Given the behavior of some people during this pandemic, it’s easy to believe the average American IQ has plummeted faster than the stock market. Licking deodorant, partying on beaches, crowding into bars and restaurants, all in naked defiance of medical professionals all over the world and local law. Crowing about it on the internet is just icing on the cake of stupid.
Consider, however, the relative absence of a real communicable disease event in the last 50 or so years. AIDS was terrible and claimed many victims but a cough, a sneeze, could not spread it to a room full of people. I think you have to go back to the days when polio was loose and there has not been a single case of polio in the US in over 40 years.
One hundred years ago the flu pandemic killed millions. But the physical and psychological reality of epidemics and pandemics were much more familiar to Americans in 1919. Diphtheria killed thousands in the 1920s. Typhoid killed thousands in 1906-07. Scarlet fever ran rampant in 1858. Between 1832 and 1856, cholera swept the country, killing over 8,000 people in St. Louis in 1849. Imagine how differently you would think and behave if you had been born in 1850 and died in 1925? In your 75 years you would have known about six different deadly epidemics and possibly lived through a few. Your parents would have known all about yellow fever. Their parents might have carried smallpox scars. Tuberculosis or “consumption” was a common killer during all those years too.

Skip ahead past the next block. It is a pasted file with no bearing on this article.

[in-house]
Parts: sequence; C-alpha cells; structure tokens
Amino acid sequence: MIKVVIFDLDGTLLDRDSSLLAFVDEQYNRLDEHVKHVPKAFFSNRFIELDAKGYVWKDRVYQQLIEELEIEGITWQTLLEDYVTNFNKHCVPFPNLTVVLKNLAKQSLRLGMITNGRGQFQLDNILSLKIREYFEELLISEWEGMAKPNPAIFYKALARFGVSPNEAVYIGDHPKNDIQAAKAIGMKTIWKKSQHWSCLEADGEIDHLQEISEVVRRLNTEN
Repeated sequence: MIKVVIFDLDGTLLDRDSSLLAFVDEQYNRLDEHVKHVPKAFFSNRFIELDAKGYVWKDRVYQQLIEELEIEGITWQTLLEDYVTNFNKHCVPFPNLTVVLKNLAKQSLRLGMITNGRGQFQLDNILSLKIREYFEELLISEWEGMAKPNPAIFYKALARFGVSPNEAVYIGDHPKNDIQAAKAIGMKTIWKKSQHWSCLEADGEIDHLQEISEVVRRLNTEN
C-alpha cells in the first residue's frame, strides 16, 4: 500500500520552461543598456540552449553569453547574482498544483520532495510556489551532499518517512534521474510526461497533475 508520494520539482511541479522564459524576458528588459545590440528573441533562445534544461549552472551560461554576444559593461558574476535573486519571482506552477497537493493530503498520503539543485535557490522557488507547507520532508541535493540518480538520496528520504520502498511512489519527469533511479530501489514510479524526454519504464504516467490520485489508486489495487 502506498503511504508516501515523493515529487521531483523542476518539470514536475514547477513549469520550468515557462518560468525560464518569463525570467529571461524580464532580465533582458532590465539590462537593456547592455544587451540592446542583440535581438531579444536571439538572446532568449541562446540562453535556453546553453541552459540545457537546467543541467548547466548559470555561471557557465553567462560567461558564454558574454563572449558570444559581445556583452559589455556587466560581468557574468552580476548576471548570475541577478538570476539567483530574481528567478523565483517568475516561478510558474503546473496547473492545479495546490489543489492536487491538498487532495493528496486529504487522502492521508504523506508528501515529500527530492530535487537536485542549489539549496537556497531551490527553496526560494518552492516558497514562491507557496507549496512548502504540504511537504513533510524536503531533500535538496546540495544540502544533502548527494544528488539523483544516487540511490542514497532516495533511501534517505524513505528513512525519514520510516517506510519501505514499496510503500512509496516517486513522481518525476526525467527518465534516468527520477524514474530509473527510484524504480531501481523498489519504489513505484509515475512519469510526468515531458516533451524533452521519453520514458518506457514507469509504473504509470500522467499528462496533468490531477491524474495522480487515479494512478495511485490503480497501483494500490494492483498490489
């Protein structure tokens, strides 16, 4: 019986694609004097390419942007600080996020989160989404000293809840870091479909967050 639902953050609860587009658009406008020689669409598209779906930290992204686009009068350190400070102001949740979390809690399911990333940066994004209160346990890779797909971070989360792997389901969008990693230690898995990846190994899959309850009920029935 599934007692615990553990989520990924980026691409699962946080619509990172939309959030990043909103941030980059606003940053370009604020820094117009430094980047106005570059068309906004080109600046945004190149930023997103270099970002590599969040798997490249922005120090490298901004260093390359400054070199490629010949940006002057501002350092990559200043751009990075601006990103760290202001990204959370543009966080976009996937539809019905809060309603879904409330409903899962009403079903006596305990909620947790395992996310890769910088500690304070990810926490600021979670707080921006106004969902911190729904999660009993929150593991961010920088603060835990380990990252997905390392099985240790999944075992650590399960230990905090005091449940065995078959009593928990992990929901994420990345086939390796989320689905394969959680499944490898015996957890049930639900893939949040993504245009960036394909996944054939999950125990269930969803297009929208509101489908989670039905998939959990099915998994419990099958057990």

There is no excuse for the ridiculous antics and mindless scoffing of the last couple of weeks but the fact is we suffer from a huge blind spot. Three generations of Americans have grown up in the age of vaccines. Heart disease, cancer and accidents are the three leading causes of death in the US and have been for decades. My kids grew up more concerned about someone shooting up their school than dying of a virus.
What does all this mean? I think it means we have to lead by example and only share real information. We have to take this situation seriously and insist that others do too. We have to stay informed and apply “best practices.” That’s a term 21st century Americans should know.
Here is a bit of epidemic/library trivia: a new Pataskala Public Library building was supposed to open in 1968. That was delayed after it was discovered some of the books in the new facility had been donated from the Newark Public Schools and there were several cases of polio in the district that year. The books were identified and isolated long enough for the bug to die. How do I know this? I ran that library for 15 years and read all about it in Board minutes. The Library did open, just a little later than expected. We will open too. Life will definitely go on.